The main objectives of this study are to determine the effect of 24 months of teriparatide therapy on cortical thickness, trabecular thickness, trabecular number, trabecular separation and BV/TV, as measured by HR-pQCT (XtremeCT, Scanco Medical, Switzerland) at the radius and tibia in postmenopausal women with osteoporosis. The primary outcome will be cortical thickness; the other measures will be secondary outcomes. The secondary objective is to determine the effect of 24 months of teriparatide therapy on moment of inertia, connectivity index, and bone strength, as measured by the HR-pQCT and calculated using finite element modeling analysis at the radius and tibia in postmenopausal women with osteoporosis.

This is an open label before and after study of a cohort of postmenopausal women taking teriparatide at baseline and at 24 months of teriparatide therapy. Recruitment of these subjects will be by referral from specialty clinics of the participating investigators. The postmenopausal women in this study will be prescribed teriparatide according to the most recent Canadian product monograph for Forteo™. Participants will undergo two(2) procedures on five(5) separate occasions (at baseline, 6 months, 12 months, 18 months and at 24 months). The procedures are HR-pQCT and DEXA. In addition to the above procedures, subjects will be asked to complete blood tests which are part of standard clinical practice. Blood will be drawn both at baseline and at 1 month. A follow up phone call will also be made to the participant at 1, 6, and 12 months to discuss any updates in health status.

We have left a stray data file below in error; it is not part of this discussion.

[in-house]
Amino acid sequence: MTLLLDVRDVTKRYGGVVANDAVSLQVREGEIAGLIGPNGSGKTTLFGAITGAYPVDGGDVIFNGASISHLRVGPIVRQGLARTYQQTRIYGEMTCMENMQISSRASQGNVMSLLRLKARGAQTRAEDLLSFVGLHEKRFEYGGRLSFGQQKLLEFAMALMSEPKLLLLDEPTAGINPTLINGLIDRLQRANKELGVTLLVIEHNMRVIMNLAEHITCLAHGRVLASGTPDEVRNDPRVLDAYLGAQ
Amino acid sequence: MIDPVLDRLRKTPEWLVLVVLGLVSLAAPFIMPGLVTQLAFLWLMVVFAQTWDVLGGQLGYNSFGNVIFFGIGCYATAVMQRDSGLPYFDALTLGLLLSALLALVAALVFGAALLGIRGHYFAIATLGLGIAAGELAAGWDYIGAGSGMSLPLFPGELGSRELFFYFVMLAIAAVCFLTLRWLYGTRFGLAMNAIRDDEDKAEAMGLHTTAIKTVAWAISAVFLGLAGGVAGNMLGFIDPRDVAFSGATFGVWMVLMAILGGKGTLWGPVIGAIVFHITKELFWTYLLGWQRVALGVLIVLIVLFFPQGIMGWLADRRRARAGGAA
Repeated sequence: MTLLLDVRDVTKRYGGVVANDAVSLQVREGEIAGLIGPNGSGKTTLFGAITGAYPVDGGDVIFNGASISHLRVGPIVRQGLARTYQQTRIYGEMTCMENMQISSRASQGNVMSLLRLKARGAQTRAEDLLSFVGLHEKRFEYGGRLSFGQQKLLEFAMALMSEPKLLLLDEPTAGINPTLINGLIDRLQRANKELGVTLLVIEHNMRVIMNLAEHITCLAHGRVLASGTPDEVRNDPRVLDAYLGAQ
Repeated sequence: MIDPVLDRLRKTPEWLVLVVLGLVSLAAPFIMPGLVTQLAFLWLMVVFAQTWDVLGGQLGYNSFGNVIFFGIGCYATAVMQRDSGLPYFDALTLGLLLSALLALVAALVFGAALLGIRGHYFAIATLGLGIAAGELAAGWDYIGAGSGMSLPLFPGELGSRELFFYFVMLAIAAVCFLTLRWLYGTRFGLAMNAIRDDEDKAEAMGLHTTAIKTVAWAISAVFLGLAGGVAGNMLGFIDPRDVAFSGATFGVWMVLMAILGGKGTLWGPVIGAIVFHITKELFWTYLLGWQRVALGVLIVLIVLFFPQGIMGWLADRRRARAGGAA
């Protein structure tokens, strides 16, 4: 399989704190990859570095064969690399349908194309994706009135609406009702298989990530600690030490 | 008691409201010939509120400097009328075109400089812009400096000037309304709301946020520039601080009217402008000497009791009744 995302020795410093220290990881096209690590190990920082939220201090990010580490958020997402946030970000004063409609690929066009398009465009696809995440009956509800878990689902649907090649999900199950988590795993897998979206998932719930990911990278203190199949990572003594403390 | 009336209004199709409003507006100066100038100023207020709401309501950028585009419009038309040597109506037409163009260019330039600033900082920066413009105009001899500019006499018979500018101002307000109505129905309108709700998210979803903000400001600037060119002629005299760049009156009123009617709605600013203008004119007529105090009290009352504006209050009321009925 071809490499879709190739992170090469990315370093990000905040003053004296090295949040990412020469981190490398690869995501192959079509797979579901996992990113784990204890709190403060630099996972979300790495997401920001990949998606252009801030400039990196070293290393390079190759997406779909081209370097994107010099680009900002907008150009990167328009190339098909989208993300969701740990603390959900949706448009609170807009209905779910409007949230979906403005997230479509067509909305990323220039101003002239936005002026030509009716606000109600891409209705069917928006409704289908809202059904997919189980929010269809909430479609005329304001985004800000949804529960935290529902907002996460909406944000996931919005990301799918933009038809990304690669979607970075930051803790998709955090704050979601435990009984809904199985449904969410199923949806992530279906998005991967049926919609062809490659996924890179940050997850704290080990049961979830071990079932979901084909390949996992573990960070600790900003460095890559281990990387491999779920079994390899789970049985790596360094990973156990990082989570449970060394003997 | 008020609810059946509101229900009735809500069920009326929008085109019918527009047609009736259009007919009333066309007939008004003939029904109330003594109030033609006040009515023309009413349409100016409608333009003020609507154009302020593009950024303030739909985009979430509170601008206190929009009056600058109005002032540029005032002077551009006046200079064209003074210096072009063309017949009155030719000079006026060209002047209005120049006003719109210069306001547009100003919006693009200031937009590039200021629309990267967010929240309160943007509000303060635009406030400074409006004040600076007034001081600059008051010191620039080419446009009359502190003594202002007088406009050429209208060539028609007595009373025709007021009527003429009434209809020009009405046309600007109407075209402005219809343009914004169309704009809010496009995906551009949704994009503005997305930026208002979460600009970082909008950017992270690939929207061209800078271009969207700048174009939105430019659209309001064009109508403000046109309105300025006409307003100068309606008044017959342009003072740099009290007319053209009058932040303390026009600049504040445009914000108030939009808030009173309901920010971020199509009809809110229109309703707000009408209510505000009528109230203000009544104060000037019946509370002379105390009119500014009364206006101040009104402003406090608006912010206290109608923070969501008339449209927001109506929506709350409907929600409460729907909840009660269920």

With this data, the investigators hope to provide a better understanding of the changes that occur in bone structure at the distal radius and tibia during teriparatide therapy.